Thornbay Accomodation.

Thornbay Accomodation.

Welcome to Thornbay!!The octopus was created by Lachlan, also an ex diamond diver, from Lamberts Bay.

Welcome to Thornbay!!The octopus was created by Lachlan, also an ex diamond diver, from Lamberts Bay.

I had a look round inside and was very impressed with all that was offered to make one’s stay  comfortable and  enjoyable . Just loved some of the pieces hanging on the wall.

Anyone for crayfish?
Anyone for crayfish?
Fish?
Fish?

Sail away!

Sail away!

All in all I really enjoyed Dooringbaai even though the weather was not great. As it is only about 350 km’s from Cape Town it would be a great spot to just get away from all the hustle and bustle of  of city life and just relax. The area boasts many activities such as swimming, fishing, quad bike and 4×4 trails, wineries and restaurants.

Verbé Caravan Park – Kamieskroon

While in Springbok I heard a lot of talk about the wonderful Verbé caravan park in  Kamieskroon and was told I must stay there. There are 2 caravan parks in Kamieskroon but was told by everyone I must go to the Verbé as it was great. By the way the other park is called the Kamieskroon Hotel and Caravan Park and when I had a quick scout round it looked fine to me.

Entrance to Verbé Caravan Park.
Entrance to Verbé Caravan Park.

When I arrived at the park I was actually disappointed as it did not look like anything special, in fact the stands and ground were pretty awful as they were uneven and not a blade of grass in site.

Some of the sites.

Some of the sites.

That building on the left is a Lapa but I did not see anyone using it.

I also found out when I tried to hammer some pegs into the ground that it was incredibly hard. It took me 3 times longer than normal to set up and my hands were really sore at the end of it.

My set-up. I kid you not that ground is like rock.
My set-up. I kid you not that ground is like rock.

It was only after I had taken a stroll, quite a long stroll actually, up to the ablution block that I understood why everyone had spoken so highly of Verbé. I have been on and on about the terrible, sometimes shocking, ablution blocks I have had to use and how caravan park owners/managers just have no idea how important good, clean ablutions are to caravanner’s.

The ablution block.
The ablution block.
Inside the gents section. Spotless!
Inside the gents section. Spotless!

Just goes to show that even an average park will get really good revues if the ablutions are half way decent.

Dina the park manager.

Dina the park manager.

Another reason why people like coming here is the very helpful and charming Dina the manager at the front office. What a nice lady! Nothing was too much trouble and she made sure that all ran smoothly.

Saw this old bell holder at the top of the park.

Saw this old bell holder at the top of the park.

The park and surrounds from the old bell holder.

The park and surrounds from the old bell holder.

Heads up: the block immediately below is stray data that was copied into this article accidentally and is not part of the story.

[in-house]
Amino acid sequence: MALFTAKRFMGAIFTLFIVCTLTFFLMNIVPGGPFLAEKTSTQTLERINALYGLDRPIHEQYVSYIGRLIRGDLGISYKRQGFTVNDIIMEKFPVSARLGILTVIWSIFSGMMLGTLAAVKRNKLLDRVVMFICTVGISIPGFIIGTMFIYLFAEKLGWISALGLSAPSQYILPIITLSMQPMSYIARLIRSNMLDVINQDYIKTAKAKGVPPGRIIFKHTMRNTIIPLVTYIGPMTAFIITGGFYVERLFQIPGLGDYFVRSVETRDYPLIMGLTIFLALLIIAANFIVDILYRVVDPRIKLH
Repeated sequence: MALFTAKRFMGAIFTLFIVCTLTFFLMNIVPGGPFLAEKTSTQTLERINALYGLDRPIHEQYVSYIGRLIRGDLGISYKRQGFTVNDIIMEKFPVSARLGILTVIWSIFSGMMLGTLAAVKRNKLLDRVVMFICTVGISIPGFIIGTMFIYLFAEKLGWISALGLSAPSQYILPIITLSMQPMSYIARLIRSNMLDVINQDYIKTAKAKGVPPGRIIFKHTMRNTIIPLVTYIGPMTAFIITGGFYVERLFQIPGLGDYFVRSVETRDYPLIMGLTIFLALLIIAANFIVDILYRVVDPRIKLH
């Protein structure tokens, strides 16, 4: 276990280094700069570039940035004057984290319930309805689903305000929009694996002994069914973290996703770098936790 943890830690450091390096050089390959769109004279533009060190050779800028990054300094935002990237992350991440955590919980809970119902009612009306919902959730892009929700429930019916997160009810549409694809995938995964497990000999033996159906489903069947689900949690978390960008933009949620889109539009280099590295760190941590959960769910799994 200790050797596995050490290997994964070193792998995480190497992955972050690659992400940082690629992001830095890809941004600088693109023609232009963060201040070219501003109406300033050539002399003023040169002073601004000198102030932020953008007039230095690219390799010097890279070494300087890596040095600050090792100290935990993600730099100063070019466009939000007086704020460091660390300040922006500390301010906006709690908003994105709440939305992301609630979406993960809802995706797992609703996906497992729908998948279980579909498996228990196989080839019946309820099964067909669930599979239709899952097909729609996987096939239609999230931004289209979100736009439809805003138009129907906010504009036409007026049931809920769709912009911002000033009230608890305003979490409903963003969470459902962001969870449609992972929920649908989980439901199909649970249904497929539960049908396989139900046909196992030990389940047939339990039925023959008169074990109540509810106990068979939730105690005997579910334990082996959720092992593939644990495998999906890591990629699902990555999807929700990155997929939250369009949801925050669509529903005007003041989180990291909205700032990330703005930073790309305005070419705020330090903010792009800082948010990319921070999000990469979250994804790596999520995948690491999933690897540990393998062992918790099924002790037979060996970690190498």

The building on the right, with the mast, is the police station. We had a black out for a few hours the one night and they run a massive, very noisy generator, for the duration.

Saw this beautiful flower at the entrance to the park. (Specially for Michael)

Saw this beautiful flower at the entrance to the park. (Specially for Michael)

The town of Kamieskroon is situated 67km south of Springbok and is set in the granite rock formations of the Kamiesberg range. The towns origins lie in the 1860’s, 7km north of the towns present location and was called Bowesville (later Bowesdorp). But in 1924, because there was no room to expand, the church council decided to demolish the church and rebuild it at its present site in Kamieskroon.

The Kamieskroon NG Church

The Kamieskroon Church

Commemorating the fallen in the Anglo Boer ar of 1899 - 1902.

Commemorating the fallen in the Anglo Boer War of 1899 - 1902.

Kamieskroon is essentially a town that services the surrounding farming community. There are quite a few B&B’s that come into their own in the flower season and there are also some wonderful hiking trails. In fact you can hire a guide steeped in Namakwa knowledge who offers hikes along uncharted trails, but, Kamieskroon is synonymous with spring flowers and extends the season with brilliant shows of  Bulbinella latifolia and many other species.

Hondeklipbaai – Part 2

To be honest I wish I could have spent a few days in this quaint little fishing village. The people are so friendly and willing to chat that I got caught up, and ended up not having enough time to meet half the characters I wanted to.

On going into the village itself  the first person I met was one of the local constabulary standing in a very pretty garden in front of his neat house. What a nice guy. He told me about which roads I should take and which to avoid when he heard that I wanted to visit Koingnaas on my my back to Kamieskroon.

A very colourfull flower bush in the policemans garden.

A colourful flower bush in the policeman's garden. The bee loved it!

About a hundred meters  from the policeman’s house I came to the little harbour which has been used for many different purposes over the years – shipping copper ore, as a base for the diamond diving boats and for the fishing and crayfishing boats.

The harbour area

The harbour area

The fish and chips shop right at the edge of the beach.

The fish and chips shop right at the edge of the beach.

The four in picture placing their orders, all residents of Hondeklipbaai,  were very friendly and invited me to sit down and have lunch with them. The guy on left of picture and his wife, 3rd from left, have had a plot in Hondeklipbaai for 10 years and over time built a house and moved in  permanently just over 9 months ago. The guy 2nd from the left, Stanley Cierenberg, is an artist and also runs a small art gallery from his home.

The Cierenberg Gallery.

The Cierenberg Gallery.

Inside the gallery.

Inside the gallery.

Stanley sitting at his favourite spot for tea and breakfast.